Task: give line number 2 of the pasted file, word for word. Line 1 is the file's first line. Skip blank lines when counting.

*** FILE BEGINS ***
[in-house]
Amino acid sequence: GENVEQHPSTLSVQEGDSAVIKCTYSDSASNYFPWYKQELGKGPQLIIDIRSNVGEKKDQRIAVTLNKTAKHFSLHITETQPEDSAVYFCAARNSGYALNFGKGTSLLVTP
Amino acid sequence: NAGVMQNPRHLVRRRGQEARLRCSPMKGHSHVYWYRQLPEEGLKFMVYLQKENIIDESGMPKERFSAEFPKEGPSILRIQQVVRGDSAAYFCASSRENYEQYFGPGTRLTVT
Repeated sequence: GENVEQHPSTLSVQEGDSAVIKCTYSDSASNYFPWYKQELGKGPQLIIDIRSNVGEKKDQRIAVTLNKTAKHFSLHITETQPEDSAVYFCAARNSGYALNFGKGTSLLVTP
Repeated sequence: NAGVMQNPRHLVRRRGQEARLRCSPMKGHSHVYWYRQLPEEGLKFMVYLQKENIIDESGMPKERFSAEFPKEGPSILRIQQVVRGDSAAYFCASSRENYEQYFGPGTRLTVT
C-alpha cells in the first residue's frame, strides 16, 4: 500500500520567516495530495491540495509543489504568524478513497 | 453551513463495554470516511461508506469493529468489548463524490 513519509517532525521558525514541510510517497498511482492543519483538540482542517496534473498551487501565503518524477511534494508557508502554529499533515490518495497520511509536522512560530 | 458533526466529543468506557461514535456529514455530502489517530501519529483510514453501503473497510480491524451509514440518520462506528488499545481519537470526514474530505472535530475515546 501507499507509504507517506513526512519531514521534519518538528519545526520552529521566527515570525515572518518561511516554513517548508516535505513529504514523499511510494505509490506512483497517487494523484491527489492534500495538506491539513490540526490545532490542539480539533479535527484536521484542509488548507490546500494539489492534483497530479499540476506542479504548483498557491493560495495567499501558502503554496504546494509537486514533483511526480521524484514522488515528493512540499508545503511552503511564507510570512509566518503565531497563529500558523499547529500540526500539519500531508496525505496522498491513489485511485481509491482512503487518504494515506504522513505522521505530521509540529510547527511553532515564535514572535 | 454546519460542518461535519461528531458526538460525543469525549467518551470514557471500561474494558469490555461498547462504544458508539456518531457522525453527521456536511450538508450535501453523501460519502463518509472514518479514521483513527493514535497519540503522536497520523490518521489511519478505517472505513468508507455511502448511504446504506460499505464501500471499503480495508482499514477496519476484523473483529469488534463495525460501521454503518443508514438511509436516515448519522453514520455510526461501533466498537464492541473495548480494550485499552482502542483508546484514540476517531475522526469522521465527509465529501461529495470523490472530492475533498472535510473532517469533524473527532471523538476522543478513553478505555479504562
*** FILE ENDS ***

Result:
Amino acid sequence: GENVEQHPSTLSVQEGDSAVIKCTYSDSASNYFPWYKQELGKGPQLIIDIRSNVGEKKDQRIAVTLNKTAKHFSLHITETQPEDSAVYFCAARNSGYALNFGKGTSLLVTP